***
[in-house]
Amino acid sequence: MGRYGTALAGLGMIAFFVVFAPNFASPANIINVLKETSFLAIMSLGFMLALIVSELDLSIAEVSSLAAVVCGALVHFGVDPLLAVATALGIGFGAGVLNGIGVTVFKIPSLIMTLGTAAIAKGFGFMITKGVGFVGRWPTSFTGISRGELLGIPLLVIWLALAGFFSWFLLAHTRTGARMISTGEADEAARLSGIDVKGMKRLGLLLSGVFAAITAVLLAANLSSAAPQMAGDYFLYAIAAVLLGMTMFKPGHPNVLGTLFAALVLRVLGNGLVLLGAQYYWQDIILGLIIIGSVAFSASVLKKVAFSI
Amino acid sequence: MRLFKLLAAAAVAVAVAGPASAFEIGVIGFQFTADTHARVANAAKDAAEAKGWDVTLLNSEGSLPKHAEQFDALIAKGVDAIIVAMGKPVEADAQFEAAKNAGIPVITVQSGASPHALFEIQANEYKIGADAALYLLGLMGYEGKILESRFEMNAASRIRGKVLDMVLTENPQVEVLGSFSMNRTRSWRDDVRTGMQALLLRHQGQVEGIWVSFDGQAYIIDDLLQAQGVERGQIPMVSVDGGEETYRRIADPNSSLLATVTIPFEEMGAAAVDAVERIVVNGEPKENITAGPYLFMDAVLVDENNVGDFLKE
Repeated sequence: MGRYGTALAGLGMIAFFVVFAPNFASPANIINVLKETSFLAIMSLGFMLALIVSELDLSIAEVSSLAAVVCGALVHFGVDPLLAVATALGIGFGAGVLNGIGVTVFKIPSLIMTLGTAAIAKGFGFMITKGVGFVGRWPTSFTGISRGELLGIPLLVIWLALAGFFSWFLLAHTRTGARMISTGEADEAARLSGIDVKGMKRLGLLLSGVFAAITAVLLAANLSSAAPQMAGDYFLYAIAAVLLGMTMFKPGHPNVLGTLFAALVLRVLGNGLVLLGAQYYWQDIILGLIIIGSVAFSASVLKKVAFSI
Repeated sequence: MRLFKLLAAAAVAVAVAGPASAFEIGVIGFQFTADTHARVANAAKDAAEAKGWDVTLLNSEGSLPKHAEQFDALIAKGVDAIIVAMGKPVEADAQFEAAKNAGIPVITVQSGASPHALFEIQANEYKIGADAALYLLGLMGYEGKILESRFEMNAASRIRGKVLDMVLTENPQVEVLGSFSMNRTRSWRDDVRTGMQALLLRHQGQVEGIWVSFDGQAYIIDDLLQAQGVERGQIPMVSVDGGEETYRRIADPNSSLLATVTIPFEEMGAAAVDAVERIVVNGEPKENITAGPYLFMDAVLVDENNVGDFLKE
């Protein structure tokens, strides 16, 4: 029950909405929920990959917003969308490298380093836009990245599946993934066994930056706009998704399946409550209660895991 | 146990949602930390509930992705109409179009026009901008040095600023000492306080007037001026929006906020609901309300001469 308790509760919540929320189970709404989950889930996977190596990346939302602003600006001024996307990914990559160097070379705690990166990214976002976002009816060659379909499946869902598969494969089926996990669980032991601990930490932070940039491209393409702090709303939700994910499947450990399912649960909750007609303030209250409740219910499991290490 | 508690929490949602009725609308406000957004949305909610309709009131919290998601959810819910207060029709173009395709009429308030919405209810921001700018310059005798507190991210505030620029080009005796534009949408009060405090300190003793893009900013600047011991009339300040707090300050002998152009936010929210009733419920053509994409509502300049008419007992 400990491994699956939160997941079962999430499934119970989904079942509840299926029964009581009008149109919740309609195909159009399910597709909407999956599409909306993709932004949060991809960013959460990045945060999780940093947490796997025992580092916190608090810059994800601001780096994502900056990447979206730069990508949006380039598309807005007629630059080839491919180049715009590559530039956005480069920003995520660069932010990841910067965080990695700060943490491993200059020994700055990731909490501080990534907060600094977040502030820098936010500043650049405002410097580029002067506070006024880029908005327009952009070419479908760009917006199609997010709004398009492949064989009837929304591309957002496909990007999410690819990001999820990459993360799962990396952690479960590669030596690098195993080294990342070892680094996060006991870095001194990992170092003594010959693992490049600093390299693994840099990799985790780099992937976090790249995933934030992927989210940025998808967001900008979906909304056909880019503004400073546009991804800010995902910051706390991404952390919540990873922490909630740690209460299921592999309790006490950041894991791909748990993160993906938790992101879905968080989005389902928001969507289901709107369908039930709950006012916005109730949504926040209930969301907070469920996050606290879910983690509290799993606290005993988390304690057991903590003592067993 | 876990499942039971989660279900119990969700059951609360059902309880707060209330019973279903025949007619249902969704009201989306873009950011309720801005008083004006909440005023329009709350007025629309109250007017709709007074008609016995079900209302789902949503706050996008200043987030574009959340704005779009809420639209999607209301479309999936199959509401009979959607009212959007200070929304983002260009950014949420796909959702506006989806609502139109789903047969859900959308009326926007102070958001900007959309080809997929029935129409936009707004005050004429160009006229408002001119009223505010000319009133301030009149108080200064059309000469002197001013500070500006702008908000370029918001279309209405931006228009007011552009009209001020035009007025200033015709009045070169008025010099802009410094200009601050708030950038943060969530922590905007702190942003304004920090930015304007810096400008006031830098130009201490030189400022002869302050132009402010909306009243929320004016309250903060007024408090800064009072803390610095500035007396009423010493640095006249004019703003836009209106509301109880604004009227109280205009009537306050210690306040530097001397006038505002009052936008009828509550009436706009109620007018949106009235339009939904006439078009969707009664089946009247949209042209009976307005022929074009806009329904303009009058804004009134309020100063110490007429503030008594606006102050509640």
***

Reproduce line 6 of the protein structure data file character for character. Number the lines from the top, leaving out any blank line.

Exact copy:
């Protein structure tokens, strides 16, 4: 029950909405929920990959917003969308490298380093836009990245599946993934066994930056706009998704399946409550209660895991 | 146990949602930390509930992705109409179009026009901008040095600023000492306080007037001026929006906020609901309300001469 308790509760919540929320189970709404989950889930996977190596990346939302602003600006001024996307990914990559160097070379705690990166990214976002976002009816060659379909499946869902598969494969089926996990669980032991601990930490932070940039491209393409702090709303939700994910499947450990399912649960909750007609303030209250409740219910499991290490 | 508690929490949602009725609308406000957004949305909610309709009131919290998601959810819910207060029709173009395709009429308030919405209810921001700018310059005798507190991210505030620029080009005796534009949408009060405090300190003793893009900013600047011991009339300040707090300050002998152009936010929210009733419920053509994409509502300049008419007992 400990491994699956939160997941079962999430499934119970989904079942509840299926029964009581009008149109919740309609195909159009399910597709909407999956599409909306993709932004949060991809960013959460990045945060999780940093947490796997025992580092916190608090810059994800601001780096994502900056990447979206730069990508949006380039598309807005007629630059080839491919180049715009590559530039956005480069920003995520660069932010990841910067965080990695700060943490491993200059020994700055990731909490501080990534907060600094977040502030820098936010500043650049405002410097580029002067506070006024880029908005327009952009070419479908760009917006199609997010709004398009492949064989009837929304591309957002496909990007999410690819990001999820990459993360799962990396952690479960590669030596690098195993080294990342070892680094996060006991870095001194990992170092003594010959693992490049600093390299693994840099990799985790780099992937976090790249995933934030992927989210940025998808967001900008979906909304056909880019503004400073546009991804800010995902910051706390991404952390919540990873922490909630740690209460299921592999309790006490950041894991791909748990993160993906938790992101879905968080989005389902928001969507289901709107369908039930709950006012916005109730949504926040209930969301907070469920996050606290879910983690509290799993606290005993988390304690057991903590003592067993 | 876990499942039971989660279900119990969700059951609360059902309880707060209330019973279903025949007619249902969704009201989306873009950011309720801005008083004006909440005023329009709350007025629309109250007017709709007074008609016995079900209302789902949503706050996008200043987030574009959340704005779009809420639209999607209301479309999936199959509401009979959607009212959007200070929304983002260009950014949420796909959702506006989806609502139109789903047969859900959308009326926007102070958001900007959309080809997929029935129409936009707004005050004429160009006229408002001119009223505010000319009133301030009149108080200064059309000469002197001013500070500006702008908000370029918001279309209405931006228009007011552009009209001020035009007025200033015709009045070169008025010099802009410094200009601050708030950038943060969530922590905007702190942003304004920090930015304007810096400008006031830098130009201490030189400022002869302050132009402010909306009243929320004016309250903060007024408090800064009072803390610095500035007396009423010493640095006249004019703003836009209106509301109880604004009227109280205009009537306050210690306040530097001397006038505002009052936008009828509550009436706009109620007018949106009235339009939904006439078009969707009664089946009247949209042209009976307005022929074009806009329904303009009058804004009134309020100063110490007429503030008594606006102050509640």